Leading up to (and inspiring) the launch of this site in February 2015, there were a few viral videos that folks found useful across the Interwebs. Since these videos have never gotten their own back-to-the-future debuts at this permanent residence, let’s use Throwback Thursday (TBT) as an occasion to see what they had to say.
This one told the story of creating a rig to mount a Blackmagic Pocket Cinema Camera onto a helmet for shooting into the talent, at cinema quality. It was for a major feature film that just got a Christmas 2015 release date, but the chances of this footage making final cut is anyone’s guess! My expectations are low; and the video explains it all. But it was the best fun I’ve had! Still working up a journal on the once-in-a-lifetime experience…
From December 12, 2014:
Although you can mount a GoPro on a helmet and turn it around to point at your face, the video quality on a GoPro is inadequate for anything serious. Not that this is serious.
But I just worked on a shoot that needed to play game at multiplexes, and big screens need clarity. What you’ll see in this video is a Blackmagic Pocket Cinema Camera and Rokinon 7.5mm prime lens (while my surrounding how-to is shot on a Panasonic GH4). The articulating arm that I mention is a Kamerar 11-inch Tough Friction Arm. It stays out of the frame, but there’s no getting rid of the helmet without aiming the camera severely downward. So, point: SnorriCam, though it wasn’t a problem for this skateboarding shoot with helmets anyway.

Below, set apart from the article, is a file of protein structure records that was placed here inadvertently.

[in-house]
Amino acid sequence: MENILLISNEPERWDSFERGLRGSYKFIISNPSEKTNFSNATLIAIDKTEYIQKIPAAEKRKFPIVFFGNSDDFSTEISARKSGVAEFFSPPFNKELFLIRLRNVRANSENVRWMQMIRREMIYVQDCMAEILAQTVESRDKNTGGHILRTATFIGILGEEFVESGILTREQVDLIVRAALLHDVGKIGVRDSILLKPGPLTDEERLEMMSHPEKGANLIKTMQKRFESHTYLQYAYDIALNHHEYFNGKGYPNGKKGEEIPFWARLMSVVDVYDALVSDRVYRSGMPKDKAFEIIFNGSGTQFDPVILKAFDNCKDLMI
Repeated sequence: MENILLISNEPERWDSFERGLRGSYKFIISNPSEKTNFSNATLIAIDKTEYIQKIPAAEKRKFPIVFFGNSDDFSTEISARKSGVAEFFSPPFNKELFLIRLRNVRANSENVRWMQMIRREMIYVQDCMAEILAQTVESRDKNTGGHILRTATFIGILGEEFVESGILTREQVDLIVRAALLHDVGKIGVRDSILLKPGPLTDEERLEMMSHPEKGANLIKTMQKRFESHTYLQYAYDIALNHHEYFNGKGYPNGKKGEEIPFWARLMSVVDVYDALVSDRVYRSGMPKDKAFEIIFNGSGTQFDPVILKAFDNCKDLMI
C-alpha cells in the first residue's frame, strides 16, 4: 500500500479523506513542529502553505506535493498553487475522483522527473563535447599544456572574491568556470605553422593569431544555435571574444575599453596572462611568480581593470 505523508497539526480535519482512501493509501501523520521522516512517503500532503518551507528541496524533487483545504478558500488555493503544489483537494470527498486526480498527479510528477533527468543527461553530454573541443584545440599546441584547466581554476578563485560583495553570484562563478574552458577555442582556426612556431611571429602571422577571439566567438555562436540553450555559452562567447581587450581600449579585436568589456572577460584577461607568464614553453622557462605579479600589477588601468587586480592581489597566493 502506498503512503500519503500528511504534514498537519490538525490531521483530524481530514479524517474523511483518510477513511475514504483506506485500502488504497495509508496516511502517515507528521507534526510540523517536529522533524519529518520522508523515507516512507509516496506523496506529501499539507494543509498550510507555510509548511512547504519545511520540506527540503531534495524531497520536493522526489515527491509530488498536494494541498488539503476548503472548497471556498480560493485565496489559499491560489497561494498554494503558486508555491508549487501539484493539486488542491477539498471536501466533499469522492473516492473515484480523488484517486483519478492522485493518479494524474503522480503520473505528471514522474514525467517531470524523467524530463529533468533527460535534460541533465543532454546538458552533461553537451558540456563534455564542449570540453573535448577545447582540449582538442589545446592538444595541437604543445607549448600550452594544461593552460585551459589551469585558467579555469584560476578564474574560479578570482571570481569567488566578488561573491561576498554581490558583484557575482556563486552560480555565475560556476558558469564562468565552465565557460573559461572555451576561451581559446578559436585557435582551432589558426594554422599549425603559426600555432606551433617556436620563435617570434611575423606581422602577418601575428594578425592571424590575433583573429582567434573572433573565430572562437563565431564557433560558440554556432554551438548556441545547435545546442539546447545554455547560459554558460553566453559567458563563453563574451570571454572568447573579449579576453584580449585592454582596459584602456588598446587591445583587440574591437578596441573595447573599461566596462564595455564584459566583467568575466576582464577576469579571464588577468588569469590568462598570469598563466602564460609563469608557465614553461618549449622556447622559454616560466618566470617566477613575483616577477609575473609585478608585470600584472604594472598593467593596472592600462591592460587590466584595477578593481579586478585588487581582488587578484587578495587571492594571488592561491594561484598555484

I was surprised by the image stabilization of my own head, without having the benefit of any gimbal or active lens (and without me being some kind of half-fowl mutation, thinking of that viral clip shown here of SmarterEveryDay’s “chicken-powered steadicam”). To get the shots I was brought in for, I got tempted to go down the SnorriCam route that starts off this video; but my scene didn’t call for stability that’s locked onto the torso – instead, the head. I’m pretty stoked at how the gizmo worked out. Yet this commentary ends with a reflection on how Hollywood is a helluva lot different from indie filmmaking, and I’ll be writing more about that later at the blog.
Big thanks to the friendly experts at the under-wraps studio production, especially Julio Macat, A.S.C., Max Macat and Jeremy Hays. And of course, Dad. Music is “A Freak” by Moby, licensed via mobygratis.com.
[NOTE: If you make one of these, proceed carefully, at your own risk. You are responsible for taking extra precautions on account of the additional mass created by any head-mounted rig.]